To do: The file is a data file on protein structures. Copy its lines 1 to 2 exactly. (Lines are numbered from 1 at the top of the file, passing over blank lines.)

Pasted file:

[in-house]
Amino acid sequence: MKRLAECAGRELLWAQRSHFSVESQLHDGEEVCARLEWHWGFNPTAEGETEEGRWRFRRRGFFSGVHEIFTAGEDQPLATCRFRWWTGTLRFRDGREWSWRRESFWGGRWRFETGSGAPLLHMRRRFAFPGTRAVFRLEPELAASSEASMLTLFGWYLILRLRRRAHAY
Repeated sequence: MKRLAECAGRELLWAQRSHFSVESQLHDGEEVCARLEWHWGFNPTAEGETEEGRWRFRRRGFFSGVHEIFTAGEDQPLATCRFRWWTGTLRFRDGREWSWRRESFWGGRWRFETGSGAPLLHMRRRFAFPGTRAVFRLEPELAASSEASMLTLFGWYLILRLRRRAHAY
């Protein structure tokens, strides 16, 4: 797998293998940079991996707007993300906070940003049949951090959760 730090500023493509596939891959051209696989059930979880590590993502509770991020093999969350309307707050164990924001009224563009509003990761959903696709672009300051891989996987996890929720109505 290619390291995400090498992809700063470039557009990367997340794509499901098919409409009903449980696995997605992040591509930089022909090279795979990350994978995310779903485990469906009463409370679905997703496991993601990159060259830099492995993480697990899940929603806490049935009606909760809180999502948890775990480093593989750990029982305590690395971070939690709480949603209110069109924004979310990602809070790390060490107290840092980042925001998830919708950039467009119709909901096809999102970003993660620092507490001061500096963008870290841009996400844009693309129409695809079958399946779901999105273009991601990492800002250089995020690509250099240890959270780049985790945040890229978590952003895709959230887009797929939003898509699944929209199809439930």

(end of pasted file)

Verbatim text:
[in-house]
Amino acid sequence: MKRLAECAGRELLWAQRSHFSVESQLHDGEEVCARLEWHWGFNPTAEGETEEGRWRFRRRGFFSGVHEIFTAGEDQPLATCRFRWWTGTLRFRDGREWSWRRESFWGGRWRFETGSGAPLLHMRRRFAFPGTRAVFRLEPELAASSEASMLTLFGWYLILRLRRRAHAY